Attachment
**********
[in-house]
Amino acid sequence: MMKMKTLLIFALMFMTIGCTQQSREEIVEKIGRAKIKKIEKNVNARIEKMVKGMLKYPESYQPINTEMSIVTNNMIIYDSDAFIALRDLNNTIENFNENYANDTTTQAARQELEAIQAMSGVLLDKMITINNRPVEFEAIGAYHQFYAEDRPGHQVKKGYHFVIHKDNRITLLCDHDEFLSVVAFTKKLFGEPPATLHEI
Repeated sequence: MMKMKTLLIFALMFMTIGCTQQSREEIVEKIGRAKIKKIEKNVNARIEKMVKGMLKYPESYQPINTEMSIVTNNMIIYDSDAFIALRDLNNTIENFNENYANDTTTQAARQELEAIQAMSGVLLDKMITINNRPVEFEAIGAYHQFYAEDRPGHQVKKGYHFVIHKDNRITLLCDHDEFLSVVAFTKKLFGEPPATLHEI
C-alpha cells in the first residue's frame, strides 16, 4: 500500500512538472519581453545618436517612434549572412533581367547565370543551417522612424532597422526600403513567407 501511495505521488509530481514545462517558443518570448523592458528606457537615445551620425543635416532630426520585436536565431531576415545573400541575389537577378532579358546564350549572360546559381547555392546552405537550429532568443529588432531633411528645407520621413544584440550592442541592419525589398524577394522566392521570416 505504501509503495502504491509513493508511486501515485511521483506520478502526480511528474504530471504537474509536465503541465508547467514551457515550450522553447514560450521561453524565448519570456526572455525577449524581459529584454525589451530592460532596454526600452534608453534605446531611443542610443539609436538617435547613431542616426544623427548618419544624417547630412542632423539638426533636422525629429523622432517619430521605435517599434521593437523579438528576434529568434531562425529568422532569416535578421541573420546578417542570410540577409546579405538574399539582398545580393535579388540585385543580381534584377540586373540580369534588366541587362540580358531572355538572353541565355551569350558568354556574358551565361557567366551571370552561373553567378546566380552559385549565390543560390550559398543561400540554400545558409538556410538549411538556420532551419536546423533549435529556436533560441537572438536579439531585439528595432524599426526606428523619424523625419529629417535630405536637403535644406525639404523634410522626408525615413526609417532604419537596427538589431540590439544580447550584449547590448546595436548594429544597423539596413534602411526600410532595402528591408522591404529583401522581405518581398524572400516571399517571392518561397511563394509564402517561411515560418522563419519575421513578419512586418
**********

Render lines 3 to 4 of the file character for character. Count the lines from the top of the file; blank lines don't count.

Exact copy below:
Repeated sequence: MMKMKTLLIFALMFMTIGCTQQSREEIVEKIGRAKIKKIEKNVNARIEKMVKGMLKYPESYQPINTEMSIVTNNMIIYDSDAFIALRDLNNTIENFNENYANDTTTQAARQELEAIQAMSGVLLDKMITINNRPVEFEAIGAYHQFYAEDRPGHQVKKGYHFVIHKDNRITLLCDHDEFLSVVAFTKKLFGEPPATLHEI
C-alpha cells in the first residue's frame, strides 16, 4: 500500500512538472519581453545618436517612434549572412533581367547565370543551417522612424532597422526600403513567407 501511495505521488509530481514545462517558443518570448523592458528606457537615445551620425543635416532630426520585436536565431531576415545573400541575389537577378532579358546564350549572360546559381547555392546552405537550429532568443529588432531633411528645407520621413544584440550592442541592419525589398524577394522566392521570416 505504501509503495502504491509513493508511486501515485511521483506520478502526480511528474504530471504537474509536465503541465508547467514551457515550450522553447514560450521561453524565448519570456526572455525577449524581459529584454525589451530592460532596454526600452534608453534605446531611443542610443539609436538617435547613431542616426544623427548618419544624417547630412542632423539638426533636422525629429523622432517619430521605435517599434521593437523579438528576434529568434531562425529568422532569416535578421541573420546578417542570410540577409546579405538574399539582398545580393535579388540585385543580381534584377540586373540580369534588366541587362540580358531572355538572353541565355551569350558568354556574358551565361557567366551571370552561373553567378546566380552559385549565390543560390550559398543561400540554400545558409538556410538549411538556420532551419536546423533549435529556436533560441537572438536579439531585439528595432524599426526606428523619424523625419529629417535630405536637403535644406525639404523634410522626408525615413526609417532604419537596427538589431540590439544580447550584449547590448546595436548594429544597423539596413534602411526600410532595402528591408522591404529583401522581405518581398524572400516571399517571392518561397511563394509564402517561411515560418522563419519575421513578419512586418